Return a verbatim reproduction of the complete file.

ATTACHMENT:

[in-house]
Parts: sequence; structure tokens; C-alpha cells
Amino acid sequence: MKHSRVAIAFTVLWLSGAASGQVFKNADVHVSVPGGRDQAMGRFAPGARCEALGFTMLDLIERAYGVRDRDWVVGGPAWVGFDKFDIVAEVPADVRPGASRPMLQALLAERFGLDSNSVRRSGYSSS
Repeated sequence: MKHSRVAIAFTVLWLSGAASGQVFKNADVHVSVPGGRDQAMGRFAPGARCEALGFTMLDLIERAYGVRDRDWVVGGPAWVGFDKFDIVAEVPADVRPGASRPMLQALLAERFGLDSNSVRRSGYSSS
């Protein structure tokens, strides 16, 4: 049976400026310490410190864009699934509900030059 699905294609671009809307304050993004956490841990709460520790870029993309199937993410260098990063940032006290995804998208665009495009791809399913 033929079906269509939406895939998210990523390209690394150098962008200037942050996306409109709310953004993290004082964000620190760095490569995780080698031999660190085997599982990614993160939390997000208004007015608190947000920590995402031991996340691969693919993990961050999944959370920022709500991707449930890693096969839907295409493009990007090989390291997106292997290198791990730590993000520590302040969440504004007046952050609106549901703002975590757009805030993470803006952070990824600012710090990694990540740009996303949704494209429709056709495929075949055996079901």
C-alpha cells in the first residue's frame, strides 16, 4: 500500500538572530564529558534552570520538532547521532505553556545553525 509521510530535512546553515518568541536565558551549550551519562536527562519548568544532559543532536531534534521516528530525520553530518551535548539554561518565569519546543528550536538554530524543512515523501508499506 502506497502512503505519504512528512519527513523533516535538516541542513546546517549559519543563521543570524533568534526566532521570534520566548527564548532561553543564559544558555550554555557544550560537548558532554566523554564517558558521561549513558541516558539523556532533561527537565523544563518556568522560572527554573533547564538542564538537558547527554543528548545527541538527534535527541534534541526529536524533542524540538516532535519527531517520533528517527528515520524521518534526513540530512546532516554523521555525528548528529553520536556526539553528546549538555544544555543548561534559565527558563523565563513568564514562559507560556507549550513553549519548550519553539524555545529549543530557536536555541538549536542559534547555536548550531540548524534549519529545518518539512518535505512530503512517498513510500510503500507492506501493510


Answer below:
[in-house]
Parts: sequence; structure tokens; C-alpha cells
Amino acid sequence: MKHSRVAIAFTVLWLSGAASGQVFKNADVHVSVPGGRDQAMGRFAPGARCEALGFTMLDLIERAYGVRDRDWVVGGPAWVGFDKFDIVAEVPADVRPGASRPMLQALLAERFGLDSNSVRRSGYSSS
Repeated sequence: MKHSRVAIAFTVLWLSGAASGQVFKNADVHVSVPGGRDQAMGRFAPGARCEALGFTMLDLIERAYGVRDRDWVVGGPAWVGFDKFDIVAEVPADVRPGASRPMLQALLAERFGLDSNSVRRSGYSSS
């Protein structure tokens, strides 16, 4: 049976400026310490410190864009699934509900030059 699905294609671009809307304050993004956490841990709460520790870029993309199937993410260098990063940032006290995804998208665009495009791809399913 033929079906269509939406895939998210990523390209690394150098962008200037942050996306409109709310953004993290004082964000620190760095490569995780080698031999660190085997599982990614993160939390997000208004007015608190947000920590995402031991996340691969693919993990961050999944959370920022709500991707449930890693096969839907295409493009990007090989390291997106292997290198791990730590993000520590302040969440504004007046952050609106549901703002975590757009805030993470803006952070990824600012710090990694990540740009996303949704494209429709056709495929075949055996079901």
C-alpha cells in the first residue's frame, strides 16, 4: 500500500538572530564529558534552570520538532547521532505553556545553525 509521510530535512546553515518568541536565558551549550551519562536527562519548568544532559543532536531534534521516528530525520553530518551535548539554561518565569519546543528550536538554530524543512515523501508499506 502506497502512503505519504512528512519527513523533516535538516541542513546546517549559519543563521543570524533568534526566532521570534520566548527564548532561553543564559544558555550554555557544550560537548558532554566523554564517558558521561549513558541516558539523556532533561527537565523544563518556568522560572527554573533547564538542564538537558547527554543528548545527541538527534535527541534534541526529536524533542524540538516532535519527531517520533528517527528515520524521518534526513540530512546532516554523521555525528548528529553520536556526539553528546549538555544544555543548561534559565527558563523565563513568564514562559507560556507549550513553549519548550519553539524555545529549543530557536536555541538549536542559534547555536548550531540548524534549519529545518518539512518535505512530503512517498513510500510503500507492506501493510